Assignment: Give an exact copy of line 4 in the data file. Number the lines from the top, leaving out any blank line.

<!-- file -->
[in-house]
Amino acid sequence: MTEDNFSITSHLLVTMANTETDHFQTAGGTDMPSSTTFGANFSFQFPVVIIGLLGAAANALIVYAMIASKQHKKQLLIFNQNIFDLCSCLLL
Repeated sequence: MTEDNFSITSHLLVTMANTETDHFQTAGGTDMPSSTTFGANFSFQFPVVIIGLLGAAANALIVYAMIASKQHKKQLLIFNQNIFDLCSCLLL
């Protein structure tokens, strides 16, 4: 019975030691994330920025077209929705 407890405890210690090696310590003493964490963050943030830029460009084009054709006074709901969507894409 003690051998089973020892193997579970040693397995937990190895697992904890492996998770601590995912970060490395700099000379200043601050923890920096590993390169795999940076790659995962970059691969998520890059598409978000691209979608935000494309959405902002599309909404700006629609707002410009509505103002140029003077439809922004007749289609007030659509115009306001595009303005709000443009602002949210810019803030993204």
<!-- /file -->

């Protein structure tokens, strides 16, 4: 019975030691994330920025077209929705 407890405890210690090696310590003493964490963050943030830029460009084009054709006074709901969507894409 003690051998089973020892193997579970040693397995937990190895697992904890492996998770601590995912970060490395700099000379200043601050923890920096590993390169795999940076790659995962970059691969998520890059598409978000691209979608935000494309959405902002599309909404700006629609707002410009509505103002140029003077439809922004007749289609007030659509115009306001595009303005709000443009602002949210810019803030993204």